Natural whole food supplements are made by condensing or compressing real whole foods and then evaporating off the water. The actual process is achieved by placing vegetables and fruits in a large blender and then dehydrating the mixture to evaporate the water at very low temperatures. The low temperature is crucial so as not to destroy the enzymes and cofactors contained in the foods. The enzymes are very important synergists that are required for digesting and assimilating vitamins and minerals. The remaining dried "powders" are then placed in capsules or combined with vegetable cellulose to form solid tablets.

If you are deficient in a particular nutrient, the synthetic chemical source will work to an extent, but you will not get the benefits of the vitamin as found in whole foods. Synthetic vitamins just do not work like foods, and foods are what our bodies were designed to use for healing, prevention and energy. There is no substitute, and no matter how you look at it, synthetic vitamins are an invention of scientists, so they are prone to cause side effects, be incomplete and lack what we need to overcome or prevent health problems.

For years synthetic vitamins have been sold and marketed as the "magic bullet" for all health conditions. The problem is that vitamins, when not still contained in their original food (oranges, bananas, spinach, broccoli, etc.) are merely chemicals. Our bodies do not recognize synthetic vitamins as nutrients, because they don't work the same way as whole foods for these simple reasons:

1. Foods contain not just vitamins, but the co-factors (synergists) and helper nutrients that allow vitamins to work.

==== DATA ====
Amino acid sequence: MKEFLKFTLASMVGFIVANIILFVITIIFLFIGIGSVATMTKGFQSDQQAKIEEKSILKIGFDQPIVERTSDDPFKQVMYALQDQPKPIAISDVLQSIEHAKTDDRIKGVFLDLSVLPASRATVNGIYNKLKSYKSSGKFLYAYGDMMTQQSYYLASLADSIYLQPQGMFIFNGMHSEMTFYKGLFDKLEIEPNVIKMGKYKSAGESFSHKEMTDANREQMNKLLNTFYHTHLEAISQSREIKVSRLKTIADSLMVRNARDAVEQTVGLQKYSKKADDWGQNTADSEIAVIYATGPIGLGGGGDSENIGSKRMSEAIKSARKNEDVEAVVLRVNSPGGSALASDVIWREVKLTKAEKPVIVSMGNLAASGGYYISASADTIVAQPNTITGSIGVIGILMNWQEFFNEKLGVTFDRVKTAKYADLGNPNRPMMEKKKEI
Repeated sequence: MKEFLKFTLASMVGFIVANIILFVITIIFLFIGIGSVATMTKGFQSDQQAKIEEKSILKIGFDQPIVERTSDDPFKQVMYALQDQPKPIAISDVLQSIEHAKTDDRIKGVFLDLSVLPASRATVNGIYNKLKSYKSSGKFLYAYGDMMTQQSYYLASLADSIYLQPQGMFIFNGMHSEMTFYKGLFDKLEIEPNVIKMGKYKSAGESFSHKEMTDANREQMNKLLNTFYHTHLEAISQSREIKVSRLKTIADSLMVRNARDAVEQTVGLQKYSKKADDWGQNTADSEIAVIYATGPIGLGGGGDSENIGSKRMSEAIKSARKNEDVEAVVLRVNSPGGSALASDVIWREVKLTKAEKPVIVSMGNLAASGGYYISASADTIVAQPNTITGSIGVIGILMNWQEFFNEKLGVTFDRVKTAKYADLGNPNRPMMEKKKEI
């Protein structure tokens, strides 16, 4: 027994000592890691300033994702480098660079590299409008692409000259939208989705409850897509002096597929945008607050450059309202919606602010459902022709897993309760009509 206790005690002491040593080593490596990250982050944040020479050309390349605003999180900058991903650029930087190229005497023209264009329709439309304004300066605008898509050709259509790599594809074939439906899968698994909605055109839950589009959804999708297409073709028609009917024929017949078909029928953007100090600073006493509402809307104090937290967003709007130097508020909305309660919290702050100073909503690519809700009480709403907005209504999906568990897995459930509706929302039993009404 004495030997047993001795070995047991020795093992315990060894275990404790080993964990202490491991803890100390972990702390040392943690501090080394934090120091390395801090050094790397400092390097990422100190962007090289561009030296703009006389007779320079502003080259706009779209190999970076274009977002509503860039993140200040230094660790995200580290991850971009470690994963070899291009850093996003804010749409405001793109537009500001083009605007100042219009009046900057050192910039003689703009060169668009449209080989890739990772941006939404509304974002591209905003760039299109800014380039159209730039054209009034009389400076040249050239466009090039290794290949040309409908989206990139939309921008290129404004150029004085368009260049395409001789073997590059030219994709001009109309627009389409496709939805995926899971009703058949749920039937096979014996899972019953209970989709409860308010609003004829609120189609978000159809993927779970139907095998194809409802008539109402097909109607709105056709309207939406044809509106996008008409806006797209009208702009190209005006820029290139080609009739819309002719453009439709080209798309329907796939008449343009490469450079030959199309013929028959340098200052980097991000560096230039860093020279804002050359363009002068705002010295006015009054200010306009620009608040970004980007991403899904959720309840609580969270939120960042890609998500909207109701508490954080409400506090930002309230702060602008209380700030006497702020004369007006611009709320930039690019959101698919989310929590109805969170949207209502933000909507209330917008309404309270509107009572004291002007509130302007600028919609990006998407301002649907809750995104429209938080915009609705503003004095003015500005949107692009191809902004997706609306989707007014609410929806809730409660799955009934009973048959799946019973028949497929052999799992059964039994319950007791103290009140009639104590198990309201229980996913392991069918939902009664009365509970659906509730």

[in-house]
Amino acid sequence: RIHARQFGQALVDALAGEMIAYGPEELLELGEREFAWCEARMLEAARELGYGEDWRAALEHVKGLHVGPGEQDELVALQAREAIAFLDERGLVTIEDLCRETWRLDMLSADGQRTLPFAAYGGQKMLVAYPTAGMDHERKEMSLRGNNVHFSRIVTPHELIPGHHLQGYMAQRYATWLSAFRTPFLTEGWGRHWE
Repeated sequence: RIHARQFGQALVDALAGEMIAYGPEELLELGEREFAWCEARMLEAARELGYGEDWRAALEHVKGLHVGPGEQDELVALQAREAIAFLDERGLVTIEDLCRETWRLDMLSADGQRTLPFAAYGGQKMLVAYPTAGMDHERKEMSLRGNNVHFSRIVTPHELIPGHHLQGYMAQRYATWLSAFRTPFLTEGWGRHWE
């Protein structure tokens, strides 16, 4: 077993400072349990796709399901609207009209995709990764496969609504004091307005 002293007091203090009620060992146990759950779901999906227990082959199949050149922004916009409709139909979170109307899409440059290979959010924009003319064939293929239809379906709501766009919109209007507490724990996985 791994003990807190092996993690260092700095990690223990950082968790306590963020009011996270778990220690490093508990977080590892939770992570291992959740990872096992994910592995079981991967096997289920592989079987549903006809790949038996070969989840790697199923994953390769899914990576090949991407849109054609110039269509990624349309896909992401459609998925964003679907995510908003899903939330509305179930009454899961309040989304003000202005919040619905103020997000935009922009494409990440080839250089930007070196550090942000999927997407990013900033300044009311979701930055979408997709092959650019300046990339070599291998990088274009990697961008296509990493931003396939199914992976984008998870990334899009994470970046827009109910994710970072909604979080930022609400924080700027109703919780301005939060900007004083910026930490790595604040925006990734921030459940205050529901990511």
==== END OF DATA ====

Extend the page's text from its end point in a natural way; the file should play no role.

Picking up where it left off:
2. Foods are never found in high potency, so you won't suffer any toxic side effects that have been proven to exist with synthetic vitamin pills. The most recent example of vitamin toxicity was the report about vitamin E being toxic. Real foods never deliver toxic doses of vitamins.

3. Vitamins are just a small part of what our bodies require for health and healing. It is very often that it is the other food properties that help us while the vitamins are secondary.

For these reasons, and more, synthetic vitamin pills, despite their use and overuse, are lacking the properties of real nutrition, which can only come from eating nature's real, whole, raw foods. The ONLY supplement that someone should take, therefore, is a whole food formula WITHOUT any isolated (singular vitamin). In order to know whether your vitamin and mineral supplement comes from whole foods, you have to carefully read the labels. Instead of just names of vitamins and minerals on a label, you should be looking for the names of foods and herbs on the label, such as kale, dandelion, kelp, ginger, cinnamon, apples, carrots and broccoli.

It is a very common misconception that we need to take high dosages of vitamins to keep us healthy. Remember, real whole foods are never found in high potency, so don't be fooled by high milligrams, high potency, standardization or any other such terms that just do not apply to real foods from nature.

Vitamin supplements are supposed to be just that - supplements. They are not intended to replace what you would get from eating the actual food. There is no vitamin pill or supplement that can make up for a diet that is lacking in variety and nutrients.

Sources:
Balch, James and Balch, Phyllis, Prescription for Nutritional Healing, 2nd Ed., Avery Publishing Group, New York, 1997.
Shayne, PhD, Vic, Symtpoms of Vitamin B Deficiency and Why Vitamin Pills Are Not Enough, 2005.